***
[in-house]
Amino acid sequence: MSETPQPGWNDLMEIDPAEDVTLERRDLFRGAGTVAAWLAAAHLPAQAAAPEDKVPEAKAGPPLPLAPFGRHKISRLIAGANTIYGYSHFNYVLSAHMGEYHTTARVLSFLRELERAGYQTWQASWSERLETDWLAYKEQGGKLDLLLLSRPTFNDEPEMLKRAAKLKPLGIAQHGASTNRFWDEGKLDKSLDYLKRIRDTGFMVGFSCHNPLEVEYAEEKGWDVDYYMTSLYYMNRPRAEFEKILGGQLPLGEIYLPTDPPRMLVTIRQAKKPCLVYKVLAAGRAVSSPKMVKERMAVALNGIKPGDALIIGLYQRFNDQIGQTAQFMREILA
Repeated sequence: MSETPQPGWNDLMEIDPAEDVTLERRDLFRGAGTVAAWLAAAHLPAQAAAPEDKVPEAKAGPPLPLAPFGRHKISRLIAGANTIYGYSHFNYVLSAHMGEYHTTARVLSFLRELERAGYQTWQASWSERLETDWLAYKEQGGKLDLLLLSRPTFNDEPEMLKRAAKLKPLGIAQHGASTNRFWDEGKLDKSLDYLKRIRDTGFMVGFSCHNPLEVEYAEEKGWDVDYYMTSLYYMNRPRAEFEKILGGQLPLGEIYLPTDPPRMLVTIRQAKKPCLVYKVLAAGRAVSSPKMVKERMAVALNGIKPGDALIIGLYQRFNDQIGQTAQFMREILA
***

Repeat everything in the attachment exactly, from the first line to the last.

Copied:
[in-house]
Amino acid sequence: MSETPQPGWNDLMEIDPAEDVTLERRDLFRGAGTVAAWLAAAHLPAQAAAPEDKVPEAKAGPPLPLAPFGRHKISRLIAGANTIYGYSHFNYVLSAHMGEYHTTARVLSFLRELERAGYQTWQASWSERLETDWLAYKEQGGKLDLLLLSRPTFNDEPEMLKRAAKLKPLGIAQHGASTNRFWDEGKLDKSLDYLKRIRDTGFMVGFSCHNPLEVEYAEEKGWDVDYYMTSLYYMNRPRAEFEKILGGQLPLGEIYLPTDPPRMLVTIRQAKKPCLVYKVLAAGRAVSSPKMVKERMAVALNGIKPGDALIIGLYQRFNDQIGQTAQFMREILA
Repeated sequence: MSETPQPGWNDLMEIDPAEDVTLERRDLFRGAGTVAAWLAAAHLPAQAAAPEDKVPEAKAGPPLPLAPFGRHKISRLIAGANTIYGYSHFNYVLSAHMGEYHTTARVLSFLRELERAGYQTWQASWSERLETDWLAYKEQGGKLDLLLLSRPTFNDEPEMLKRAAKLKPLGIAQHGASTNRFWDEGKLDKSLDYLKRIRDTGFMVGFSCHNPLEVEYAEEKGWDVDYYMTSLYYMNRPRAEFEKILGGQLPLGEIYLPTDPPRMLVTIRQAKKPCLVYKVLAAGRAVSSPKMVKERMAVALNGIKPGDALIIGLYQRFNDQIGQTAQFMREILA